Subject: Re: pkgsrc NetBSD 2.0_RC1/i386 bulk build results 2004-10-31
To: Todd Vierling <>
From: Dan McMahill <>
List: pkgsrc-bulk
Date: 11/03/2004 17:59:29
On Wed, Nov 03, 2004 at 12:57:39PM -0500, Todd Vierling wrote:
> On Tue, 2 Nov 2004, Krister Walfridsson wrote:
> > > So the problem is that "make show-depends-dirs" does not DTRT
> > > for devel/libgail-gnome.  I have no clue why...
> >
> > So I have looked some more.
> >
> > The problem is that the dependencies from files that
> > are included from other files are not added to the
> > list returned from "make show-depends-dirs".  Is this a bug or
> > a feature?
> I believe it's supposed to be a feature, because second-level bl3s are not
> considered to be "direct" dependencies.  Such dependencies do not appear in
> DEPENDS, and thus aren't in show-depends-dirs.
> (If a package needs the features of the second-level dependency "directly",
> it must also directly include its bl3 file rather than relying on indirect
> inclusion.  This is part of the multi-level dependency problems I've
> outlined a few times in the recent past.)
> I think what the bulk build may actually want is "show-all-depends-dirs",
> which will recurse looking for all levels of dependencies.  But why this
> problem only breaks libgail-gnome, I don't really understand.
no, no, no!  The way the bulk build works right now is the following:

1) visit each package and list its explicit "direct" dependencies via
'make show-depends-dirs'.  No recursion.  This is recorded in an order
which torder(1) likes.  This is the 'dependstree' file.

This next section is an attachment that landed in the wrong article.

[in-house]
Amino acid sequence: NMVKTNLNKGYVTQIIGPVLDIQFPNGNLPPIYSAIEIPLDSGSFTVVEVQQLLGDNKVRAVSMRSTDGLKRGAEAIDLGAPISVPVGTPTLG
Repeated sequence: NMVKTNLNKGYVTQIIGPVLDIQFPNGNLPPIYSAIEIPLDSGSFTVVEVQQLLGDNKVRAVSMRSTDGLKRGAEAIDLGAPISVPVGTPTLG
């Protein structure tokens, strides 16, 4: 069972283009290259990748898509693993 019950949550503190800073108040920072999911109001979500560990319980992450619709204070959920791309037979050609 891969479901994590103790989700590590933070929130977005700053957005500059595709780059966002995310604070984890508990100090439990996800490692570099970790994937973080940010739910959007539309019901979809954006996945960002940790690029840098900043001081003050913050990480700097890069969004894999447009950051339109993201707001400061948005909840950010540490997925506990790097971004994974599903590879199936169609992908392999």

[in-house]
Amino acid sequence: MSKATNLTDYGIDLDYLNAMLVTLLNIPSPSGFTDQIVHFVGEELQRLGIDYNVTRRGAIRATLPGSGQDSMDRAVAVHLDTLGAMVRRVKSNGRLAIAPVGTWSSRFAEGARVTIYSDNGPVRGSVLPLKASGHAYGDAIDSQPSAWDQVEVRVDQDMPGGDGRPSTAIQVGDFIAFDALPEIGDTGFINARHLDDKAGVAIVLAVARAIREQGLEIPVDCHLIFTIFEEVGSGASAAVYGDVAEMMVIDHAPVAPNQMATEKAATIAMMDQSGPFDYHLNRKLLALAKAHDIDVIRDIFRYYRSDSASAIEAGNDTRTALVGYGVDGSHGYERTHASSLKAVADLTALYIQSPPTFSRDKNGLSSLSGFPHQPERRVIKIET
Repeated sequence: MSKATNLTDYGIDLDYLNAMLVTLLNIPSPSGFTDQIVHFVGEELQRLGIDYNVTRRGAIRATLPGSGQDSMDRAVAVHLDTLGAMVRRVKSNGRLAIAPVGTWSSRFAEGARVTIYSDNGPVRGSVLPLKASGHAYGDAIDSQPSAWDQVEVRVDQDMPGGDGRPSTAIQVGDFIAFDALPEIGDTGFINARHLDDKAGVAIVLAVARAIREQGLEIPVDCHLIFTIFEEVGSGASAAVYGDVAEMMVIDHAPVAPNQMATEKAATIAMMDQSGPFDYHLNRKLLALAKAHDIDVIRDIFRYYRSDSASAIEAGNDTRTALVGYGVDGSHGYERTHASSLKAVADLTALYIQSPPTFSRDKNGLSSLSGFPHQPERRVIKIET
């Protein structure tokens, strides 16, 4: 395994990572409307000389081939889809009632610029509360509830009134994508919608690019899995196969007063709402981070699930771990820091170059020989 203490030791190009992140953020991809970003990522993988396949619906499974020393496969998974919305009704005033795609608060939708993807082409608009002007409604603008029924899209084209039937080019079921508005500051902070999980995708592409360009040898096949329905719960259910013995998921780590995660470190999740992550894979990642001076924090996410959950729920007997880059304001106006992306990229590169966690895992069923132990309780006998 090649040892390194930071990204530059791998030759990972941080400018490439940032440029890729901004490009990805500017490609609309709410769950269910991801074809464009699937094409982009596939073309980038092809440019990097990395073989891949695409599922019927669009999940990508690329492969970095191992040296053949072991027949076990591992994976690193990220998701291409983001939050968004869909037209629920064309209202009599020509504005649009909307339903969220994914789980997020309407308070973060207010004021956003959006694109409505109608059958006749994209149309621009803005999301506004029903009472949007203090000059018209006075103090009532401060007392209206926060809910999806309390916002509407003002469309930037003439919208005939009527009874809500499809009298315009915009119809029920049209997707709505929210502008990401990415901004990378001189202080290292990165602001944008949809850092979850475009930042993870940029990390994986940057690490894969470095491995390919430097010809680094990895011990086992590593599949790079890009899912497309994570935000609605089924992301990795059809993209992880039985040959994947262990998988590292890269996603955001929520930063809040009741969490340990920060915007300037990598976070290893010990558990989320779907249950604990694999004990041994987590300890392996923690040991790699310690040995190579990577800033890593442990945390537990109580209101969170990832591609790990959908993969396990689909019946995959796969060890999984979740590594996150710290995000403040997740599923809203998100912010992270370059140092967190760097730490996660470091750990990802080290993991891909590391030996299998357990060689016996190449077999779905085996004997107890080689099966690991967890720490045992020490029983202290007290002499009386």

2) call torder(1) to find get the correct order for the build.  This
is the 'order' file.

3) call mk/bulk/tflat  to generate up and down dependencies (flattened)
for each package.  This is the 'depends' and 'supports' file.

By doing it this way, we avoid all the nasty recursion which has lots
of overhead.  For example, the memoization used by tflat is also used
in the readme generation which took the readme generation from a
several week job to under an hour!

During the build, the depends and supports files are used for the following:

- when a package breaks, the 'supports' file is consulted to see 
which all packages will break as a results and it marks them as
broken.  This avoids lots of extra pkg_add/pkg_delete steps later.

- when installing the binary dependencies for a package, the 
'depends' file is consulted.  This avoids more make recursion.

So, the place we should be looking for brokenness is in the bulk
cache files.  One possibility which I haven't checked out yet is that
the dependency tree is broken within some of these packages.  A
way I've seen that is places where the dependencies are a function of
whats already installed.  That of course is annoying because 
starting from a completely clean system and building packages will
give you something different depending on the order you pick.